The braced foundation is a partially precast foundation that lift the wind turbine some additional meters above the ground.
Developed and patented by Esteyco (a Spanish engineering firm) is a technical solution validated, certified and used in several wind farms worldwide.
This solution increase the hub height up to 5 meters, which usually results in a significant increase of the annual energy production.
The “braces” are elements of precast concrete – basically double beams with a rectangular section transmitting the loads from the tower and stiffening the foundation.
They are on top of a cast in situ circular concrete slab that transmit the loads to the ground. This slab has a circular edge beam below, whose function is to absorb bending moments and contribute to the overall stiffness.
In the middle there is a central ring, while the tower rest on a smaller upper slab.
The main benefit of this solution is the increase of energy production – 5 meters of additional hub height can bring an annual increase in the 1% to 2% range depending on local wind condition.
Although this could look like a small number, compounded over 25 to 30 years it can really make a difference for the economics of the investment.
You first question could be something like “why not to use an higher tower”?
Generally, towers are designed, manufactured and sold with specific heights. Each wind turbine manufacturer has a portfolio that include only some heights (e.g. 90m, 100m, 110m, etc.).
Therefore you could find yourself in a position where the project could theoretically use a different hub height not offered by the wind turbine manufacturer.
Although every now and then project specific tower are designed and built this is not the standard and it has several implication in terms of time, cost, etc. Therefore it could be better to go for an off the shelf solution that gives you those additional few meters that your project need.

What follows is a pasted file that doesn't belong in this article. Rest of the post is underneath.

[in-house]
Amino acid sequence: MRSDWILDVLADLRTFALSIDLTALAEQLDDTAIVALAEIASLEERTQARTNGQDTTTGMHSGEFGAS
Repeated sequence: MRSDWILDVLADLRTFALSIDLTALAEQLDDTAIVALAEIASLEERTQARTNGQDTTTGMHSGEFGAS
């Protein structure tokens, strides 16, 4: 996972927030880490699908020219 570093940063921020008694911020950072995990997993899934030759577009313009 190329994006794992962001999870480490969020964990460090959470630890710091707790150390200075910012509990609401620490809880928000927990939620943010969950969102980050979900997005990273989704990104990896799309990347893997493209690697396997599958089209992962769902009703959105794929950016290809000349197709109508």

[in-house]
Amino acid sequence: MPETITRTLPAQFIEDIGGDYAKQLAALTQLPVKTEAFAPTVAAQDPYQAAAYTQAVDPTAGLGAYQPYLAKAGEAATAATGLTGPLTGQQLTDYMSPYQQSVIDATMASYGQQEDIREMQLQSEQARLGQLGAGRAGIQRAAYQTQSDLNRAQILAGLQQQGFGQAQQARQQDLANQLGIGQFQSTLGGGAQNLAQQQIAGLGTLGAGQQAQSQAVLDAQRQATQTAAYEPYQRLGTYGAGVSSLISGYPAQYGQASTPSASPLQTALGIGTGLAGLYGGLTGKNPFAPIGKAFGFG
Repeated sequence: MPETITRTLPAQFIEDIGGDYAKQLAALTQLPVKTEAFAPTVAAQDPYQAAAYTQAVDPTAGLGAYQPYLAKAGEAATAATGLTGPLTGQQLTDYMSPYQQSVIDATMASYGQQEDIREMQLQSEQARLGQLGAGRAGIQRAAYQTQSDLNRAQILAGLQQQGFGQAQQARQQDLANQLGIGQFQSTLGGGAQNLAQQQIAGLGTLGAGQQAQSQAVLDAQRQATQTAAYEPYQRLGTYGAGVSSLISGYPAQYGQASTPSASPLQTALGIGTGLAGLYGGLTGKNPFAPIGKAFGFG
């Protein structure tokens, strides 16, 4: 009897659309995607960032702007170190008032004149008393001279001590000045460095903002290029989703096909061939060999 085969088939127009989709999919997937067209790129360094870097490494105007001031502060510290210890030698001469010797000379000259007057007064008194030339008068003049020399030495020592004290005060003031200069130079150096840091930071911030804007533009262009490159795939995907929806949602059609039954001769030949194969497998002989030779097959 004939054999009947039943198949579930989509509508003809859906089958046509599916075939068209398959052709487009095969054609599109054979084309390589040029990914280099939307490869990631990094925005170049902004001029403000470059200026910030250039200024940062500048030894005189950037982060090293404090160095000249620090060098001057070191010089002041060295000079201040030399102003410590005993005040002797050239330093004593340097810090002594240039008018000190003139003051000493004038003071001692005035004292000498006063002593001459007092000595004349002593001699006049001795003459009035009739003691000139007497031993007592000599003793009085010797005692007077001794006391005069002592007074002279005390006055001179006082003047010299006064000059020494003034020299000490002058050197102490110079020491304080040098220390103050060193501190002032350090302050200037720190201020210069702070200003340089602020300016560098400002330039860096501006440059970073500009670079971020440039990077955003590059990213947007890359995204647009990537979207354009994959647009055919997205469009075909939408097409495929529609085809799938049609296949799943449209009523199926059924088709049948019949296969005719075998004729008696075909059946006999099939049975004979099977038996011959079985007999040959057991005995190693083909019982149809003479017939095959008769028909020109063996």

According to Esteyco this solution is also quicker to execute, at least in big wind farms. I do not have real world feedback to comment on this, although my impression is that the number of precast or partially precast foundation solutions used in the market is increasing.
This solution as a certain versatility because it can be used with different soil condition, including difficult geotechnical situation that needs piles.
It also use less material due to its geometry. I do not have actual figures to comment on the final cost, however my impression is that the real benefit will come from the additional production and that the saving in materials will be offset by the increased manufacturing complexity.
This solution has already a certain track record. I see that it has been used in Italy, Mexico, India, China and Saudi Arabia (in Dumat Al Jandal, a wind farm that I tendered 8 or 9 years ago – this gives you an idea of how long it may takes for a project to materialise).
It has also been certified by DNV-GL and TUV, undoubtedly a strong plus.
All the pictures are stolen from the presentation that Esteyco has given at India Windergy 2017.
I've been looking for information about this foundation design and your article was a huge help. Thank you so much!